chapter 14 world war 1 and the russian revolution n.
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Analyze the costs of World War I.

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Analyze the costs of World War I.

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  1. Chapter 14 World War 1 and the Russian Revolution (1914-1924) Section 4 Making Peace Objectives: • Analyze the costs of World War I. • Describe the issues faced by the delegates to the Paris Peace Conference. • Explain why many people were dissatisfied with the Treaty of Versailles and other peace settlements. What factors influenced the peace treaties that ended World War I, and how did people react to the treaties?

  2. Terms and People • Pandemic – a disease spread across a large area, country, continent, or the entire world • Reparations – payments for war damage • Radicals – people who want to make extreme changes • Collective security – a system in which a group of nations acts as one to preserve the peace of all • Mandate – a territory administered by Western powers

  3. World War I was devastating for all of the nations involved. More than 8.5 million men died and more than 16 million were wounded fighting in the war. Many of the wounded were disabled for life. Six to thirteen million civilians also died. Many others became refugees. A World War I cemetery in Belgium

  4. The influenza pandemic of 1918 added to the devastation, killing 20 million people worldwide.

  5. Political radicals dreamed of instituting new social and political systems, including bolshevism (communism). The governments in Russia, Germany, Austria-Hungary, and the Ottoman empire had collapsed under the stresses of war. Colonial troops hoped for independence for their occupied countries.

  6. British Prime Minister David Lloyd George, French Prime Minister Georges Clemenceau, and U.S. President Woodrow Wilsonmet at the Paris Peace Conference after the war ended. The victorious Allied leaders were known as the “Big Three.”

  7. The Central Powers and Russia were not allowed to take part in the negotiations at the conference. The Paris Peace Talks The Big Three met with the leaders of the other Allied countries to discuss the fate of Europe, the former Ottoman empire, and various colonies.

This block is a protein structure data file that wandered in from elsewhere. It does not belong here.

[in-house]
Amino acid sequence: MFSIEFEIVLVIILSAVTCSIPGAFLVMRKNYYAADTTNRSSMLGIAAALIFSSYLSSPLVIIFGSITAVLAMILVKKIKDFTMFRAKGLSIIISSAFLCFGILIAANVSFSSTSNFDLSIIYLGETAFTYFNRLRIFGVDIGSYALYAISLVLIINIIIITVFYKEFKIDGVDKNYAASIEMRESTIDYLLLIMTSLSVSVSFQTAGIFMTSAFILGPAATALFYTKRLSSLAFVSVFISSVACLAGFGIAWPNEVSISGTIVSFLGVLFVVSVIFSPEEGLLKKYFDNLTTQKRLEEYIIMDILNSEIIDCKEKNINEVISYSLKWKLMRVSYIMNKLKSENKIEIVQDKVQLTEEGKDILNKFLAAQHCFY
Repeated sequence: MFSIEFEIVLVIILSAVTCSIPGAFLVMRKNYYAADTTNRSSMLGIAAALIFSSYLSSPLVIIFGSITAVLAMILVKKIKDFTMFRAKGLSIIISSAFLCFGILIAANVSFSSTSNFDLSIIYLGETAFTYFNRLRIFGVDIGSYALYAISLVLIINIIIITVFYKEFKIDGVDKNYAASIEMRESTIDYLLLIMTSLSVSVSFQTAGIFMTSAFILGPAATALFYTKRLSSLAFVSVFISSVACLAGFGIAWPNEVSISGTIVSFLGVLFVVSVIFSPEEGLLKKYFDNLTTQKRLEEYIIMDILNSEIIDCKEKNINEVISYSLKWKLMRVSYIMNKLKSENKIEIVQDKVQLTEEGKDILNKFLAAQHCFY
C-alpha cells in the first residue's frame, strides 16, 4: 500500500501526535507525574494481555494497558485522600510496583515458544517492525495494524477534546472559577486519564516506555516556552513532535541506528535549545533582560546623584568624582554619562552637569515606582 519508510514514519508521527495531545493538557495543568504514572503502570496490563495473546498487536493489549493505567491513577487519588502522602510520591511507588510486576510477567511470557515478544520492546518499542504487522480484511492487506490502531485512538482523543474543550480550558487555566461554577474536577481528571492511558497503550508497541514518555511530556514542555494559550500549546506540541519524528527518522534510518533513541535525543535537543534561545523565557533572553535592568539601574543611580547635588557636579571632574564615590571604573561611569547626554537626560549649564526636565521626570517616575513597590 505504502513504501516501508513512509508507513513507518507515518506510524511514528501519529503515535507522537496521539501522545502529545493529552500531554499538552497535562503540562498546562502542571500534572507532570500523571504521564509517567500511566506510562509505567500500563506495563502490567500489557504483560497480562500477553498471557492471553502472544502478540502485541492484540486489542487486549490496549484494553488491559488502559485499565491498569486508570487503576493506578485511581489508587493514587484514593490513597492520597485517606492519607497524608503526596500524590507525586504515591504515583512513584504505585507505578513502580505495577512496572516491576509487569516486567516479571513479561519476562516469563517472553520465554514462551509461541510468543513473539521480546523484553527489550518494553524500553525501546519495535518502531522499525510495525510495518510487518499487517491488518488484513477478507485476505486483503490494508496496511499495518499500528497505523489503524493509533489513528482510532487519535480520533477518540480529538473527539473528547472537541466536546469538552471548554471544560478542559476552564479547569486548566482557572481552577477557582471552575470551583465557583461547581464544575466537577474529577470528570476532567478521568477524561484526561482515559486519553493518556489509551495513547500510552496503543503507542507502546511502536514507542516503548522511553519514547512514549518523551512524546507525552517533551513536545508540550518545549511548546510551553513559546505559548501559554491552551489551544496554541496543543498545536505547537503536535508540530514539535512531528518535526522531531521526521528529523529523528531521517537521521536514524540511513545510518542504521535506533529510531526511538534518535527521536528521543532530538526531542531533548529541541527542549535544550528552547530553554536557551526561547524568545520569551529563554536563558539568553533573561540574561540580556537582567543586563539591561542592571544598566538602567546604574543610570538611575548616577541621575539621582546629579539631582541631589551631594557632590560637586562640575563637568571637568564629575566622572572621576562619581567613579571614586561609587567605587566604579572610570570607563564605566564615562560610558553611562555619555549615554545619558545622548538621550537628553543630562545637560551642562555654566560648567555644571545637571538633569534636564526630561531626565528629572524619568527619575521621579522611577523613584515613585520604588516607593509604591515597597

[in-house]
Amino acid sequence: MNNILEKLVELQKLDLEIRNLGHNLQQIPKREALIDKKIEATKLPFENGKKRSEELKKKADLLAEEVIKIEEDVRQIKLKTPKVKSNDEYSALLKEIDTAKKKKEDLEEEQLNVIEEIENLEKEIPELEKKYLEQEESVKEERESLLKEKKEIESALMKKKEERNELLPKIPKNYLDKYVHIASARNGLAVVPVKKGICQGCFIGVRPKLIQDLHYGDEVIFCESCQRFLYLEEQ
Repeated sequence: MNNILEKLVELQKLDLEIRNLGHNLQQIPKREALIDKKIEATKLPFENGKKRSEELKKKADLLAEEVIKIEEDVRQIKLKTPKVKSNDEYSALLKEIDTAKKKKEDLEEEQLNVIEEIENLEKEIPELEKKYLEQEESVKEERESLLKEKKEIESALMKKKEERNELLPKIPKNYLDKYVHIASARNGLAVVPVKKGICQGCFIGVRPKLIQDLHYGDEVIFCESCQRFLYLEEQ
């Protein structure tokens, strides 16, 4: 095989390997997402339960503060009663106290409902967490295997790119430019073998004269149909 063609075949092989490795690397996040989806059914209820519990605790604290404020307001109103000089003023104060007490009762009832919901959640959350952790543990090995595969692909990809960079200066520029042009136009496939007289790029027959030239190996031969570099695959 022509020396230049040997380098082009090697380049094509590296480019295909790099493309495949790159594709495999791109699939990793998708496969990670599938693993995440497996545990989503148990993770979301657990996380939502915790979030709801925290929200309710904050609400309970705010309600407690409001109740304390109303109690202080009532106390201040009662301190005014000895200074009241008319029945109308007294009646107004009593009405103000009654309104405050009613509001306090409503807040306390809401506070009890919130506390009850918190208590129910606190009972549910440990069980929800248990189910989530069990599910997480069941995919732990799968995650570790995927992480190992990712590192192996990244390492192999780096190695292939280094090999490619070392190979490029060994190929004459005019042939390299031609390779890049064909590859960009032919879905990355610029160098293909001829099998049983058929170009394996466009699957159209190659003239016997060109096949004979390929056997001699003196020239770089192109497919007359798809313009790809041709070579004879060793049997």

8. Goals of the Allies at the Paris Peace Conference

  9. In June 1919, the Allies forced Germany to sign the Treaty of Versailles.

  10. The Allies drew up separate treaties with the other Central Powers and redrew the map of Europe. • The Allies applied the principle of self-determination to former German, Russian, and Austrian lands in Eastern Europe. • New nations were created, including Poland, Latvia, Lithuania, Estonia, Czechoslovakia, Austria, Hungary, and Yugoslavia.

  11. The treaties did not apply self-determination to European colonies in Asia and Africa. • Instead, former German and Ottoman lands became mandates administered by Western powers. • In theory, the mandates were to be held until they were ready to stand alone. • In practice, they were treated as colonies.

  12. Many of President Wilson’s Fourteen Points were not implemented in the treaties. Germany, the other Central Powers, and other countries and colonies were angered by their treatment. German resentment of the Treaty of Versailles would later spark World War II.

  13. Wilson did succeed in establishing the League of Nations, a group of more than 40countries formed to negotiate disputes in an effort to avoid future wars. The United States never joined the League of Nations. Although it promised collective security, the League proved ineffective in preventing future wars. Because of opposition to the League, the United States Senate refused to ratify the Treaty of Versailles.

  14. What factors influenced the peace treaties that ended World War I, and how did people react to the treaties? The Allies wanted to punish Germany and the Central Powers. The United States came to the negotiations wanting to create a lasting peace and offer Eastern Europeans self-determination. Germans were shocked at the reparations they were faced with.